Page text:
Some people hit the lotto by having smart or successful parents, others hit the lottery by having bosses who aren’t too busy to mentor them.

    It’s not just your time to reflect, it’s also about your ability to watch others, offer help and have the time and patience to do both.

  • http://www.estebankolsky.com Esteban Kolsky

    This is a great summary of my life the past 15+ years and the way I arrive at most conclusion on what I do (hard to describe, I am an analyst by office – but a vision-strategy guy by passion).  

    The balance between doing and deep-thinking is never reached (you can’t allocate 2 hours to deep thinking and 6 to doing – a lot of people expect that when they employ someone) as the deep-thinking does not happen on command – but most importantly, the active thinking (as you greatly call it – thanks for the passive and active model, very interesting) is what drives the actionability (not sure if that is a word, but it works) of the deep thoughts.  In other words, the rubber-meets-the-road moment that gives us the corrections to the deep thinking that make it possible to do so.

    Very interesting, thanks for posting.

  • http://www.swiftkickonline.com tomkrieglstein

    I’ve been here many times. I call it the low tide of the thinking process. The ocean (your mind) is still churning and high tide is right around the corner.

    Also, the fact that you wrote this post means you are rounding towards a high tide.

  • Anonymous

    Great discussion on this thread.

    Yes, deep thinking cannot be switched on on-demand, but it is ongoing at deeper levels of consciousness – to evidence itself in that ‘Aha’ moment. That moment did not appear at random. It was a result of being busy with other activities in that realm.

  • http://roizen.com/ezra Ezra Roizen

    Brad – Dean Lyons at Haas has instituted 4 guiding principles – one of which is “Students Always” – I was asked to give a talk on Students Always a couple weeks ago.  In build up to the talk I put out a survey to the community to which I was speaking – my underlying question was essentially “do people have the room in their lives to step back and really think about stuff?” – sort of a feasibility assessment for being Students Always.  I posted the results on my blog – you might get a kick out of them: http://bit.ly/pVCTTu

  • Jenny Lawton

    I’ve just had one of the least insanely busy weeks of my life and … and as much as I wanted to, I wasn’t able to do any deep thinking. I do my best work when there’s a few things to occupy my mind – and different types of things. Kid stuff, work stuff, exercise stuff, life stuff … stuff that I get to sift through and deep dive on in pieces until I end up where I need to be. I love the thought that you were sanely vs insanely busy because I remember when you were insanely busy and you never got to passive/active deep thinking in that mode. Lucky to have the mountains and Amy to recharge with – hopefully next week is more evenly paced.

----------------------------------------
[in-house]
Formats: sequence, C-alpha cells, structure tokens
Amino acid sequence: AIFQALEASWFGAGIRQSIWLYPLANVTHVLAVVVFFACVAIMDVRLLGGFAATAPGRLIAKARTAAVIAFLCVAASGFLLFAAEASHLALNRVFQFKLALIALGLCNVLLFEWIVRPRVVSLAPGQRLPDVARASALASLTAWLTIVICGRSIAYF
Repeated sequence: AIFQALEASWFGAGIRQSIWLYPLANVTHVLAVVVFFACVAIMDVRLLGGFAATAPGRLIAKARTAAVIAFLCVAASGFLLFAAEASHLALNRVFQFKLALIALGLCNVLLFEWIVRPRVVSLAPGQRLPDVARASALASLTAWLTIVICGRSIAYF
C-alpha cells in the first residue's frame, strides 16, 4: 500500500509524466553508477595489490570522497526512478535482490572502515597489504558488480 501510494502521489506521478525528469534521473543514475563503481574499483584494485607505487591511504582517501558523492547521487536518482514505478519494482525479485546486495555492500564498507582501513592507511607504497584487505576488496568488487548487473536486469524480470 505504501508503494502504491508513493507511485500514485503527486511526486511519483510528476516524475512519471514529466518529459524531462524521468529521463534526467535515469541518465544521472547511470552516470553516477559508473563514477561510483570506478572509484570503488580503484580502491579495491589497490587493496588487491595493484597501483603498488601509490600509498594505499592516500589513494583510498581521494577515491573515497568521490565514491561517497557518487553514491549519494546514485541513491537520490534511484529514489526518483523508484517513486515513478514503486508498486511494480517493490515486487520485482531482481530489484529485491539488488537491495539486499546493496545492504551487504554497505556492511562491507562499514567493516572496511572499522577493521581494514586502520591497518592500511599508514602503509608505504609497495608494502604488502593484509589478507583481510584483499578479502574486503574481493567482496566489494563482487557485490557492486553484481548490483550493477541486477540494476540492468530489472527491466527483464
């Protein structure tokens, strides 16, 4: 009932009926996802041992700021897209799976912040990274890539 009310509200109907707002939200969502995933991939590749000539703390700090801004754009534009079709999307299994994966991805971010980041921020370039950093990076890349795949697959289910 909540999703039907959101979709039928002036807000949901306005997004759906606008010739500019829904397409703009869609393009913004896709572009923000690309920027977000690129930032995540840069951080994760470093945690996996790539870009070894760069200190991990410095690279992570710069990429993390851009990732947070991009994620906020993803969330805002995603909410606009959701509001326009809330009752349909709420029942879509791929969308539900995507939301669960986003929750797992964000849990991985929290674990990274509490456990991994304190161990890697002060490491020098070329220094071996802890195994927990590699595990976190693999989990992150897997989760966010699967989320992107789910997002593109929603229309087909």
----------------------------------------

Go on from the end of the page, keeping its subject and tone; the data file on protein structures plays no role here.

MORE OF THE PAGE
• http://twitter.com/cselland Chris Selland

    At least for me, it’s not so much about being able to think as it is about being able to write. I definitely find that the busier I am, the more I am thinking – the more activity the better. But the frustration comes in never feeling like I then have enough time to compose those thoughts and put them in writing.

  • http://www.xuropa.com/ James Colgan

    Great post!  Indeed, the way the mind works is fascinating.  One beautiful way of describing deep thought put it as like “getting into a hot deep bath”.  Maybe it takes a few minutes to get the Alpha Waves flowing (needed for the big ideas ” Visions, powerful ideas, mindless creation of the incredible.” http://synthesislearning.com/article/brwav.htm).  Having said that, there’s nothing like “submitting” a problem to the brain, cranking away on something completely different, and then being pleasantly surprised when the brain “returns” the answer the moment you take a pause from the frenetic.  All very cool….

  • Krluna

    Thanks for the post Brad.  Regardless, not having enough time to passively think about the things you love most because you are already so busy doing what it is you love to do sounds like a great problem to have and I am hoping to be there someday.  Thanks for this.  

  • http://www.adub.net/blog Alan Wells

    My last week sounded much like yours – Dallas on Monday, Chicago on Tuesday, NYC on Wed/Thurs, SF on Friday, and then hosting a fun but logistical nightmare of a bachelor party all day on Saturday. Managed one run in Central Park on Wed but other than that all airplanes/hotels/meetings. I’m winding down responsibilities at my current company while putting the pieces in motion for a new company, so “insanely busy” sounds like an accurate description, but I’m finding myself so excited about the vision for the new company that it keeps me up at night even after an 18hr day.

    While splitting time between old job and new company, I’ve noticed something interesting that relates very much to passive vs active thinking that you mentioned. The need to fulfill responsibilities at the old company leaves me with only an hour or two per day to really sit down and work on the new company. This means that whatever question/issue is on my mind for the new company gets to marinate for 12-24 hours before I have a chance to sit down and pick a solution/answer/plan of action. 

    I’m finding that when I do finally get to sit down for that 1-2 hours of dedicated work, all the passive thinking I’ve done since my last work session has brought clarity, and the answers tend to be there in my mind, ready and waiting for me to act on them.